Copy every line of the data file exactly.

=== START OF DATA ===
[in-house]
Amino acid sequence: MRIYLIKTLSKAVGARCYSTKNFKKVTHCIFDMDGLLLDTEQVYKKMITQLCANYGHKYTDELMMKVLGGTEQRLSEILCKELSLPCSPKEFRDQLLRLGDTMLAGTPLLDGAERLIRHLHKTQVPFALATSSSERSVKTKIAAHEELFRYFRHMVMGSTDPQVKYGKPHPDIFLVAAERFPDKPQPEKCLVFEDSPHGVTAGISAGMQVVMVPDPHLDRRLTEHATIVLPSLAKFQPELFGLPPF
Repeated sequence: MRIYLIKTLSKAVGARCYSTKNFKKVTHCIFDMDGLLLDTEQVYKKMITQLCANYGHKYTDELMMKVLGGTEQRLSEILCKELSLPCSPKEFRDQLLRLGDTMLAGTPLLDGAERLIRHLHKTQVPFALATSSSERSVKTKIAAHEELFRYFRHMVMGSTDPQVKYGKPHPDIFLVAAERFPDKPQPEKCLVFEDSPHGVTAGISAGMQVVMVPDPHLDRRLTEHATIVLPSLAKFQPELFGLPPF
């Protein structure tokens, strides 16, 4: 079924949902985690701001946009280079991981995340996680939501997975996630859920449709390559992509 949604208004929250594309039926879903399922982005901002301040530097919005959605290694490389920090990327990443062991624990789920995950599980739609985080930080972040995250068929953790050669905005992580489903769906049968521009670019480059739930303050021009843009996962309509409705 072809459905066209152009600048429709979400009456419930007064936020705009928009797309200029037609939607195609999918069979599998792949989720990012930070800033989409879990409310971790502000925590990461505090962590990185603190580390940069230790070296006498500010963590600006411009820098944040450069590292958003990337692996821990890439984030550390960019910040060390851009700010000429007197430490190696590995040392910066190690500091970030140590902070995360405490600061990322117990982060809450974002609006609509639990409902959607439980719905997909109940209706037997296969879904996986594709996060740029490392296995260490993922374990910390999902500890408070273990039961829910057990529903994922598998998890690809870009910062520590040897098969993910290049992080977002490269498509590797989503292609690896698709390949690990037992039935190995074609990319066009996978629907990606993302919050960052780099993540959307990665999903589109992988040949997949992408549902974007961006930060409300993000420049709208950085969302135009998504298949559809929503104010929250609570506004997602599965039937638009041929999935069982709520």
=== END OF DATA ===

[in-house]
Amino acid sequence: MRIYLIKTLSKAVGARCYSTKNFKKVTHCIFDMDGLLLDTEQVYKKMITQLCANYGHKYTDELMMKVLGGTEQRLSEILCKELSLPCSPKEFRDQLLRLGDTMLAGTPLLDGAERLIRHLHKTQVPFALATSSSERSVKTKIAAHEELFRYFRHMVMGSTDPQVKYGKPHPDIFLVAAERFPDKPQPEKCLVFEDSPHGVTAGISAGMQVVMVPDPHLDRRLTEHATIVLPSLAKFQPELFGLPPF
Repeated sequence: MRIYLIKTLSKAVGARCYSTKNFKKVTHCIFDMDGLLLDTEQVYKKMITQLCANYGHKYTDELMMKVLGGTEQRLSEILCKELSLPCSPKEFRDQLLRLGDTMLAGTPLLDGAERLIRHLHKTQVPFALATSSSERSVKTKIAAHEELFRYFRHMVMGSTDPQVKYGKPHPDIFLVAAERFPDKPQPEKCLVFEDSPHGVTAGISAGMQVVMVPDPHLDRRLTEHATIVLPSLAKFQPELFGLPPF
């Protein structure tokens, strides 16, 4: 079924949902985690701001946009280079991981995340996680939501997975996630859920449709390559992509 949604208004929250594309039926879903399922982005901002301040530097919005959605290694490389920090990327990443062991624990789920995950599980739609985080930080972040995250068929953790050669905005992580489903769906049968521009670019480059739930303050021009843009996962309509409705 072809459905066209152009600048429709979400009456419930007064936020705009928009797309200029037609939607195609999918069979599998792949989720990012930070800033989409879990409310971790502000925590990461505090962590990185603190580390940069230790070296006498500010963590600006411009820098944040450069590292958003990337692996821990890439984030550390960019910040060390851009700010000429007197430490190696590995040392910066190690500091970030140590902070995360405490600061990322117990982060809450974002609006609509639990409902959607439980719905997909109940209706037997296969879904996986594709996060740029490392296995260490993922374990910390999902500890408070273990039961829910057990529903994922598998998890690809870009910062520590040897098969993910290049992080977002490269498509590797989503292609690896698709390949690990037992039935190995074609990319066009996978629907990606993302919050960052780099993540959307990665999903589109992988040949997949992408549902974007961006930060409300993000420049709208950085969302135009998504298949559809929503104010929250609570506004997602599965039937638009041929999935069982709520």